Going to the funeral of a loved one can be among the most stressful and upsetting things one has to do, and the immediate family members have deep needs within their grief at funeral services. They may ask those who knew and cared for the deceased to deliver a eulogy. If you find yourself writing a eulogy to help with the funeral planning of a loved one, you may want to start by knowing what to avoid in the eulogy.
Never Speak for Anyone Except Yourself
Without discussing it with other members of the family, some people phrase eulogies in such a way that it seems that like the speaker is a representative of the entire family. Play it safe and be very clear that the eulogy is from your perspective and given out of your own love for the deceased.
Never Roast the Deceased
Although you may have had the type of relationship where teasing was always in order, it is never okay to roast a deceased person at their funeral. The bereaved likely put a lot into the funeral planning, and this event is the last chance they have to say goodbye to their loved one. Jokes, especially at the deceased's expense, are not okay unless specifically requested by the family.
Never Make It All About You
When you are delivering a eulogy, it's a good idea to deliver personal anecdotes and your favorite memories of the deceased. However, avoid focusing all of the eulogy on you and what you are feeling. Bring each story back to praising the deceased or revealing something special about the person's character.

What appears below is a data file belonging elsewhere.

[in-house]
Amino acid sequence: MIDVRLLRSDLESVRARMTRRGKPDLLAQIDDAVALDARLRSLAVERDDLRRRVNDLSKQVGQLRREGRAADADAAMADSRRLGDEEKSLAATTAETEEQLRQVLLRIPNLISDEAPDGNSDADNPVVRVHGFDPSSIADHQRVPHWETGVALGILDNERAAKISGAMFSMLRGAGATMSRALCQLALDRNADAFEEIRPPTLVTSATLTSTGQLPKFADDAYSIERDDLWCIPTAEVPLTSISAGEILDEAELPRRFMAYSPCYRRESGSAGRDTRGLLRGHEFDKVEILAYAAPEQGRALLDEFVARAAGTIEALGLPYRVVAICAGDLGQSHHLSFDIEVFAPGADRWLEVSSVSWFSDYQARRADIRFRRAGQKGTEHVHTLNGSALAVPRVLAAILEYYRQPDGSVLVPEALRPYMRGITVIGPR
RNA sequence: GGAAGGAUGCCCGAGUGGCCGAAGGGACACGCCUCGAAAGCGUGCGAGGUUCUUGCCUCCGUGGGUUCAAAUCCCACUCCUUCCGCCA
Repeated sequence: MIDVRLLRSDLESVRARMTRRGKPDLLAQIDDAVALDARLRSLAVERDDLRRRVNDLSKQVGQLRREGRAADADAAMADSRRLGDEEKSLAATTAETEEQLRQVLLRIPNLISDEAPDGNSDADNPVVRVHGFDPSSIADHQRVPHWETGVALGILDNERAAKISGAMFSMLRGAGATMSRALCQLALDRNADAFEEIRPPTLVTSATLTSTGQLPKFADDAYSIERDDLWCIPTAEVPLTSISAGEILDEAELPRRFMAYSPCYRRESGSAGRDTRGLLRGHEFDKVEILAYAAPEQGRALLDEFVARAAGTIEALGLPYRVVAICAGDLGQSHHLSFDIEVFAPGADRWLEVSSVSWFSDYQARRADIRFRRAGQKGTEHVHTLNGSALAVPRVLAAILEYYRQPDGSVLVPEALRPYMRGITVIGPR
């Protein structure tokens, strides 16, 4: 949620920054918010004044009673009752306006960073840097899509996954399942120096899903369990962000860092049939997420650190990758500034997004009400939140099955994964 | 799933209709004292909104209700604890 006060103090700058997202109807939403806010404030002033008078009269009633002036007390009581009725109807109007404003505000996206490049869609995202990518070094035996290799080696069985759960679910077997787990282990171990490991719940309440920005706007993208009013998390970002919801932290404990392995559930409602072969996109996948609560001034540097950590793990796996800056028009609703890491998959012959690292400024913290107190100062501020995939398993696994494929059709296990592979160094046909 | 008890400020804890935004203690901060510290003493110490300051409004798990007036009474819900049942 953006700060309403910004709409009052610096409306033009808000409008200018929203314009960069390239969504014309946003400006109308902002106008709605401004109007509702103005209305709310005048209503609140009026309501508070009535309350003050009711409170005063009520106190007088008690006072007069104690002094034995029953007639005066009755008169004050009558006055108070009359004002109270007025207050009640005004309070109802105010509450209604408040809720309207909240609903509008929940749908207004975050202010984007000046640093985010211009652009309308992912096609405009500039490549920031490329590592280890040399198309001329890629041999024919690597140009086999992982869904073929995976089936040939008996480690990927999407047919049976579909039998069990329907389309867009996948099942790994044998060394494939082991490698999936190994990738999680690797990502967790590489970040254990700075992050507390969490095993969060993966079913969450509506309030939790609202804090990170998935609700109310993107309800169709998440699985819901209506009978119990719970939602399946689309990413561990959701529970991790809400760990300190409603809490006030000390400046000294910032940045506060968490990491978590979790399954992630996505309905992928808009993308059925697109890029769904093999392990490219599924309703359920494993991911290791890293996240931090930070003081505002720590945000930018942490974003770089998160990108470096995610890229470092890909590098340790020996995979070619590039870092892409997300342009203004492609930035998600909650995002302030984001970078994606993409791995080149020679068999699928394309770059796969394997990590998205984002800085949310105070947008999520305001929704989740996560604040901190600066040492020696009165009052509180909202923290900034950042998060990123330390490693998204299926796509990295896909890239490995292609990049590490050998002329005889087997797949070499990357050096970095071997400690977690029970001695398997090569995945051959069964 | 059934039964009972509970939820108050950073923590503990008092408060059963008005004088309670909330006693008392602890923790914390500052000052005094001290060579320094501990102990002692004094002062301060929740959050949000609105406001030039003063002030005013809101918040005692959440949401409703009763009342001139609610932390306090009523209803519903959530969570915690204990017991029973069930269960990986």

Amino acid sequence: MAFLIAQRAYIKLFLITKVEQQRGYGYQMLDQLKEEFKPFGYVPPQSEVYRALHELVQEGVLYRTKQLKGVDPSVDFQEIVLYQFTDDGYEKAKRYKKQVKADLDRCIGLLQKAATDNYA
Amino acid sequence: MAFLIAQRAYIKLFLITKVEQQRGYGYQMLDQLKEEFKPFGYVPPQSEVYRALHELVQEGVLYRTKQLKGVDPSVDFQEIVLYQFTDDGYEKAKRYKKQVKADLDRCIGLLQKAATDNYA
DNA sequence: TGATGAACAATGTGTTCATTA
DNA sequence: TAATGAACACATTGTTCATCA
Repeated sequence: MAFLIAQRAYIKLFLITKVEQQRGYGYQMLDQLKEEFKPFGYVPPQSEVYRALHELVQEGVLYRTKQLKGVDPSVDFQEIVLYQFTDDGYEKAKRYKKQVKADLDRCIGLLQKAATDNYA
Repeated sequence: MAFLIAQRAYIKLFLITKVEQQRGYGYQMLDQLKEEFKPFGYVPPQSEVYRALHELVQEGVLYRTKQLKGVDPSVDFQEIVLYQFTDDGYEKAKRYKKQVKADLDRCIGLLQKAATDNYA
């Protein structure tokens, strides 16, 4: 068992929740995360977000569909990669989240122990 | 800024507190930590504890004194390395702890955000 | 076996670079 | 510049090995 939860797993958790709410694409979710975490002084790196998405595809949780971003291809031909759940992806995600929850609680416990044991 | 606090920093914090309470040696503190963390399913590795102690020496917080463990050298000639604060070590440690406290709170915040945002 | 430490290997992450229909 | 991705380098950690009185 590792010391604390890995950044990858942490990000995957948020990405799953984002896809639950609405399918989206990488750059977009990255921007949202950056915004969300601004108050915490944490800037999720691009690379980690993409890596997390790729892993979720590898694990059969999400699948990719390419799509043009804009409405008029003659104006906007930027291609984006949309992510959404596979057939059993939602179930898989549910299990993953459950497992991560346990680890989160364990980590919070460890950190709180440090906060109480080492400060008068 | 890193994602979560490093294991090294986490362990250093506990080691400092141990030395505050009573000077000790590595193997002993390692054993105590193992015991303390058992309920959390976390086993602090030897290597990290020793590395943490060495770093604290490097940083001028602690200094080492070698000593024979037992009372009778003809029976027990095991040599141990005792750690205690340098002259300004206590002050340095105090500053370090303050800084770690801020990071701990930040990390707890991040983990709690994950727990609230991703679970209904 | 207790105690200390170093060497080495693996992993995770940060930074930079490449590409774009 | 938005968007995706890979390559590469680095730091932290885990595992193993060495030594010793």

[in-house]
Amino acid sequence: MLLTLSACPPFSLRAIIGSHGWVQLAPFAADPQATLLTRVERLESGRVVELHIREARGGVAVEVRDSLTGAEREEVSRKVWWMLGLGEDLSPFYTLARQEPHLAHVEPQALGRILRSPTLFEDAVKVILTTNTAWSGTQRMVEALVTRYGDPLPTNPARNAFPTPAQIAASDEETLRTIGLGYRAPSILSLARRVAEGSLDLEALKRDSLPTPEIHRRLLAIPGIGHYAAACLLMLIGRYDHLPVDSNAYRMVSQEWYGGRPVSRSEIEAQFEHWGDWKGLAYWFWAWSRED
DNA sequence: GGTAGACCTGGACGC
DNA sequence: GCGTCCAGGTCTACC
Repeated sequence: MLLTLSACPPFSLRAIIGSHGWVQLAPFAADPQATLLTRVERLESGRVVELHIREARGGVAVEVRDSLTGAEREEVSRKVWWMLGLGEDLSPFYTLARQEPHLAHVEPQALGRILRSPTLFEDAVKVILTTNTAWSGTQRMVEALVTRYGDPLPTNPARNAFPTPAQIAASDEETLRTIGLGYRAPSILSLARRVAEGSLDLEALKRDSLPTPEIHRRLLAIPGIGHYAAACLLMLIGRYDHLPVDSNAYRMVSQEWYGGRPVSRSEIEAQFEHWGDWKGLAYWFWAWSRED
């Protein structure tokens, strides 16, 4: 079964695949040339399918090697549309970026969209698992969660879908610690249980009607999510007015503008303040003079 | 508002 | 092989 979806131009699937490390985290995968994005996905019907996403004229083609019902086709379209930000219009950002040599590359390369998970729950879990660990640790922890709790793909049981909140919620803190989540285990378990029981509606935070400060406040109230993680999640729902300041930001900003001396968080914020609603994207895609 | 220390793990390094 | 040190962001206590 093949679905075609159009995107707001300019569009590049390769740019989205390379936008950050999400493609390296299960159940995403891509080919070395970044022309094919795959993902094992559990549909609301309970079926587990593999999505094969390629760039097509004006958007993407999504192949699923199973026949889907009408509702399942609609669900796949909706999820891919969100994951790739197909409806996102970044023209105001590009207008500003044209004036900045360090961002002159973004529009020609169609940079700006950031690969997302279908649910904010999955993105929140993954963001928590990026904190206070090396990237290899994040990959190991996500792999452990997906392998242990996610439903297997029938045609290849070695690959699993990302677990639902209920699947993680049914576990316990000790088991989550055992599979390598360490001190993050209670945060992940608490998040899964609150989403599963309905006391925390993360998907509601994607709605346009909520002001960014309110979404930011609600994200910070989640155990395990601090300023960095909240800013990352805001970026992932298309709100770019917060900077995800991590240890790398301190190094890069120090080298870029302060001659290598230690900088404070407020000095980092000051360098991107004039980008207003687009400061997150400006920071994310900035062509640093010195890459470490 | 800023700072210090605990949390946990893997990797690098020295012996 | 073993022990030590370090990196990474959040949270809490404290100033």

Never Give Away the Cause of Death
Whether the person died from natural causes or things that still have a stigma, such as suicide, it is not your place to reveal the cause of death in a eulogy. Instead, focus on the positive way that the person lived instead of the way they died.
Never Try to Wing It
One of the biggest mistakes to make when giving a eulogy is trying to wing it. Instead, plan it carefully and rehearse your speech. According to The New York Times, you should write what you want to say down ahead of time. Once you have something solid on paper, read it aloud several times and be sure to jot it down on note cards the day of the funeral service. When you get up in front of fellow mourners, emotions may be overwhelming, so you need the words in front of you, just in case.
Finally, every eulogy needs to be unique to the person you are honoring. As such, sometimes the rules need to be broken. However, without first making absolutely sure that the above bold actions would be okay with those who knew the deceased best, never commit any of these faux pas in a eulogy.
For more information, contact professionals like Bolton & Lunsford Funeral Homes.Share
26 May 2016
Following the death of my grandfather, I found myself in the awkward position of having to write the obituary. I wanted to capture the spirit of him and list everything he was proud of in his life, including his family and work accomplishments. However, at the same time, I knew that I had a limited amount of space to work with. After spending hours researching obituaries, I finally felt confident in my skills and proceeded to write my grandfather's. In my opinion, it was perfect. Writing an obituary while you are grieving your loss is challenging, but I hope that my website helps you write one for your loved one that helps capture who they were as a person.